Maybe Matilda: Don't fear wordless picture books

Wednesday, November 11, 2015

Don't fear wordless picture books

I've avoided wordless picture books for a long time. I love reading to my kids and seeing them get excited about books, but there is something about being faced with a wordless picture book during story time that strikes fear into my heart. I guess I like the security of knowing exactly what to say and when to say it--the improvisational nature of a wordless picture book makes me nervous. It turns story time into a performance.

After picking up a few wordless picture books by mistake, though, I've learned that they aren't quite as intimidating as I thought, and my kids really enjoy them. I think they like discovering the story along with me, and adding their own ideas to the pages. Forrest especially loves being able to 'read' wordless picture books to me, and I love seeing his imagination at work as he comes up with the words for each page.

In case you, too, are nervous about wordless picture books but are willing to dip your toes in, here are 8 wonderful wordless picture books that we have read and loved, and can wholeheartedly recommend to you.

8 awesome wordless picture books to read with your kids/class
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1. Chalk by Bill Thomson // A group of friends finds a magical bag of chalk on a rainy day which allows their drawings to come to life. It turns out to be both good (they can draw a sun to stop the rain!) and bad (when their scary dinosaur drawing comes to life). Really imaginative and fun.

2. The Farmer and the Clown by Marla Frazee // Get the tissues ready. A baby clown falls from the train carrying his clown family, and lands in an old farmer's empty field. The farmer takes him in, at first reluctantly, but a sweet friendship blossoms. I cried real tears over this one (no big surprise, as I'm a total weenie).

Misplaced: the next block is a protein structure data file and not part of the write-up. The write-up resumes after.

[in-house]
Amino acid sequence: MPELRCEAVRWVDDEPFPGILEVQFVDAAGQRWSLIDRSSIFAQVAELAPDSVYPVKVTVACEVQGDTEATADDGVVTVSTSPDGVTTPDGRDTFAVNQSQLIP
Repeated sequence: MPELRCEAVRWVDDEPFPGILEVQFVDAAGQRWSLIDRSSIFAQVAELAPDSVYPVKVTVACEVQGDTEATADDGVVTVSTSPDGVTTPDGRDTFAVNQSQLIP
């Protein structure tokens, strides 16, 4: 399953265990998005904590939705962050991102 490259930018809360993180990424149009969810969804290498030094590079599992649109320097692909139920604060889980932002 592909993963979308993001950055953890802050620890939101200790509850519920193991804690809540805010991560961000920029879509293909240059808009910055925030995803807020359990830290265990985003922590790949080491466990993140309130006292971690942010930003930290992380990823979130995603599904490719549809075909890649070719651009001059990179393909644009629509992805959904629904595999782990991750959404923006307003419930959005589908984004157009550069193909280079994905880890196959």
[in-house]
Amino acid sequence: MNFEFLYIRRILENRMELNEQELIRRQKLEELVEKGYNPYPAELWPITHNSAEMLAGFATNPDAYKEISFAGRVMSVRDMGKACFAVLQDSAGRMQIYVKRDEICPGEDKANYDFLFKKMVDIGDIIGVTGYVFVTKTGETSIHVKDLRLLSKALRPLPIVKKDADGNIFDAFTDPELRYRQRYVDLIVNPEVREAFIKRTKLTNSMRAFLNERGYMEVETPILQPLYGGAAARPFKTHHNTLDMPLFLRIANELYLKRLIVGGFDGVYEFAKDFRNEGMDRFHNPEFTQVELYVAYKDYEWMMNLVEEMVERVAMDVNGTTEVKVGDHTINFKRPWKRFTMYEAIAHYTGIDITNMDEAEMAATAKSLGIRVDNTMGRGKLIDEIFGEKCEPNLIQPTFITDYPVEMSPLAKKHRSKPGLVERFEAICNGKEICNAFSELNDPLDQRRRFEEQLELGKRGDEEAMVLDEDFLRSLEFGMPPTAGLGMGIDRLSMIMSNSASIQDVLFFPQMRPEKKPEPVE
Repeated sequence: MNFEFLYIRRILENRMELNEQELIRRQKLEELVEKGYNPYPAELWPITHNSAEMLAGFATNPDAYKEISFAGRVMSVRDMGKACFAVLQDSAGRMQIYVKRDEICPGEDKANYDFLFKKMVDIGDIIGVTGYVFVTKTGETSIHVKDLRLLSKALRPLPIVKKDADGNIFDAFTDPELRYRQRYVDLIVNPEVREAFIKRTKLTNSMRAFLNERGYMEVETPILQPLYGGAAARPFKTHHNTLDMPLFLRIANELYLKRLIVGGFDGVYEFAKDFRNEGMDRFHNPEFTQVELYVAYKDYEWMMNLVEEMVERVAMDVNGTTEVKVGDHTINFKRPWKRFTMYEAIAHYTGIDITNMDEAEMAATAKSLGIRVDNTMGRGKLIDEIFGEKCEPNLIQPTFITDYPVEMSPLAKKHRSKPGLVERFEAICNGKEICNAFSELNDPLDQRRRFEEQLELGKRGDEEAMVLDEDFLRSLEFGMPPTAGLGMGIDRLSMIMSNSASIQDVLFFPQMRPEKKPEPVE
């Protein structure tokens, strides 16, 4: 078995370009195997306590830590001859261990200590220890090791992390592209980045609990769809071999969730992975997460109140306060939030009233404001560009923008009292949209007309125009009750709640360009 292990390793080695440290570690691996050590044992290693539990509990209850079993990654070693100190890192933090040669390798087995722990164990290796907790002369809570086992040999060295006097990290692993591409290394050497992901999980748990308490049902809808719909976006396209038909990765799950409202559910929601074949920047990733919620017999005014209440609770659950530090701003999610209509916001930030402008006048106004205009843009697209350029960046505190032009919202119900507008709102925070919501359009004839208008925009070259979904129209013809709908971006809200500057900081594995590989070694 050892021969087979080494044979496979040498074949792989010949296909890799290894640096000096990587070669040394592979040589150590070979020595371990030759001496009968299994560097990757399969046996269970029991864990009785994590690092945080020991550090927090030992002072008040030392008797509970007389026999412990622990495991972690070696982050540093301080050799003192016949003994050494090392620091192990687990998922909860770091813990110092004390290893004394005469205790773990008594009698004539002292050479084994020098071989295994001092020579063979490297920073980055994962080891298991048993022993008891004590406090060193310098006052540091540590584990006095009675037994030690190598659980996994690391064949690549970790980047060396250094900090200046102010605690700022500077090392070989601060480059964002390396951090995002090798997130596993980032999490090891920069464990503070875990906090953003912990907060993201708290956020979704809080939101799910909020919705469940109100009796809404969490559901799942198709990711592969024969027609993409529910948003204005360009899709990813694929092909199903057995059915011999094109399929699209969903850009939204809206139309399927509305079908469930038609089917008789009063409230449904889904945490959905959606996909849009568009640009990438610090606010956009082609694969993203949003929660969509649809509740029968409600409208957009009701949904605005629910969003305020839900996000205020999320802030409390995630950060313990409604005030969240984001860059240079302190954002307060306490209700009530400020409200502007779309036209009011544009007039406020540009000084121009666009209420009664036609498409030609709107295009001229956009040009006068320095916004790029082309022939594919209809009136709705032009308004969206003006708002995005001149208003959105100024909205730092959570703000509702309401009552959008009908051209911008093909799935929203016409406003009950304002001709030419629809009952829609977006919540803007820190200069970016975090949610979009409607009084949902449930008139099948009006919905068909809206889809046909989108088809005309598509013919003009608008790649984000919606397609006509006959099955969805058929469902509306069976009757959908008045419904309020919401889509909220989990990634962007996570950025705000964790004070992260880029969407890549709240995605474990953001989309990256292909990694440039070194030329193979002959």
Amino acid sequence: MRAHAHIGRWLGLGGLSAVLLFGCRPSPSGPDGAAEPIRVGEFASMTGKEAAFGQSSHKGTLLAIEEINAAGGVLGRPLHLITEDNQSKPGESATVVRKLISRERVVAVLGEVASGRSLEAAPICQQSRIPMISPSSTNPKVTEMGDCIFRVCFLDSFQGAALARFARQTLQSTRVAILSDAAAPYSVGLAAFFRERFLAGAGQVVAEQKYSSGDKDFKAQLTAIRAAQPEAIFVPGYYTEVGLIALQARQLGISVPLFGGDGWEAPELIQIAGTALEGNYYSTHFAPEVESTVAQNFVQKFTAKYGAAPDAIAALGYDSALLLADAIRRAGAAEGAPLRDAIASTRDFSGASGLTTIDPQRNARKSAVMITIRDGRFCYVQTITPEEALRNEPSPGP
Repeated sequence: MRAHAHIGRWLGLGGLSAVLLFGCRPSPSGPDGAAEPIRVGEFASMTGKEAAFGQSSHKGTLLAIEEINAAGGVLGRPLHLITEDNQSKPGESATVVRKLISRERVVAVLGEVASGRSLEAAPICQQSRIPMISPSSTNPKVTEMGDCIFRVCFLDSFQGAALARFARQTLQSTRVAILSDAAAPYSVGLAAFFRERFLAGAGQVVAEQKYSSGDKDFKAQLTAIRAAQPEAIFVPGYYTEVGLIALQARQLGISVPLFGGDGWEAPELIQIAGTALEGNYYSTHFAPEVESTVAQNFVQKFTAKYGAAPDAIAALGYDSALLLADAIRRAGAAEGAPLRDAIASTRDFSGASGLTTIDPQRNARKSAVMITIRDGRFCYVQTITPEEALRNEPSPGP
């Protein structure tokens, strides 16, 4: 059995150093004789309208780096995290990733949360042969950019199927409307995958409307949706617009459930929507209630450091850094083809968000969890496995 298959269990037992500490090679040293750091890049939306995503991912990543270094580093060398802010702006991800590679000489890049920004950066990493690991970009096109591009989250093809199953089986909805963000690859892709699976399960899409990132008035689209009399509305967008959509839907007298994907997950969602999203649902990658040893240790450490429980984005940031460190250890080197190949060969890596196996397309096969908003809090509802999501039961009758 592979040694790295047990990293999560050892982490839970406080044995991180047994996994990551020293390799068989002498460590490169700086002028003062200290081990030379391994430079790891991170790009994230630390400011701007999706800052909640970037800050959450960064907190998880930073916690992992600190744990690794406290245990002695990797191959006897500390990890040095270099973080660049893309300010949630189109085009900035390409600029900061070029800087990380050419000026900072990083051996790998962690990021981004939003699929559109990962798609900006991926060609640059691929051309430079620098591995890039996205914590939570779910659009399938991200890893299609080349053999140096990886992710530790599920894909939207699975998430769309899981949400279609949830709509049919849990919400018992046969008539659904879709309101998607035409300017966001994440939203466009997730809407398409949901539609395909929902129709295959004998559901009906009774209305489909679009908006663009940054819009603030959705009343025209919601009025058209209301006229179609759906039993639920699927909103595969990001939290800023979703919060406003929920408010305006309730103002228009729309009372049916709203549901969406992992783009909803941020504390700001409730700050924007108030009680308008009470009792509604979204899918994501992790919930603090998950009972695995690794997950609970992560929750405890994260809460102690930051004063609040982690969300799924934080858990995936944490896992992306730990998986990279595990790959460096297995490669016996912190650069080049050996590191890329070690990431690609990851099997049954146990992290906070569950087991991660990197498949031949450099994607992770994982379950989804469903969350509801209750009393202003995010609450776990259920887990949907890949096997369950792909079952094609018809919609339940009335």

3. Mr. Wuffles! by David Wiesner // I'm sorry to say that there is nothing about this cover that made me interested in reading this book . . . but I'm very glad I picked it up anyway because I was stunned by how much Forrest loved it. A mischievous cat is a bit too interested in a 'toy' space ship that turns out not to be a toy at all, but a real ship filled with tiny alien explorers. He batters their ship and the aliens must get creative with the help of new insect friends to make the necessary repairs and outsmart Mr. Wuffles. Sounds odd, but is so cute and fun.

4. Flora and the Flamingo by Molly Idle // I resisted this one for a while because in addition to being wordless (strike 1), it looked excessively girly for me (strike 2). I'm glad I gave in. The illustrations are so simple and charming, and it uses flaps to help tell the story of Flora and the flamingo becoming friends through a sweet dance. It's a clever concept and lots of fun to 'read' together.

5. The Line by Paula Bossio // A little girl discovers a simple line that can be transformed into all sorts of exciting things, from a slide to a scary creature to a friendly one. I love the messy, sketchy artwork and the fun little twist ending. A bit reminiscent of Harold.

6. Moo! by David LaRochelle // This fun book contains mainly one word (moo!), but the expressions you'll use to say it change from page to page. An adventurous cow takes a joy ride in the farmers' car, which ends rather disastrously . . . unless he can pin the blame on another farm animal. Very cute and funny, and one of Forrest's top favorites to 'read' back to me.

7. The Girl and the Bicycle by Mark Pett // Another potential tear-jerker here. A little girl has her heart set on the shiny bicycle she spotted in a store window, and forms a new friendship as she earns the money to buy it. But when she returns to the store to make her purchase, the bicycle is gone, and what she decides to do with her money made me all sorts of sniffly.

8. Good Night, Gorilla by Peggy Rathmann // It isn't strictly wordless, but it's close enough to count. The zookeeper is closing up the zoo for the night and sending all the animals to bed . . . or at least he thinks he is, until he gets home and discovers some stowaways. A sweet and funny bedtime book.

Do you have a favorite wordless picture book? I'm all ears!

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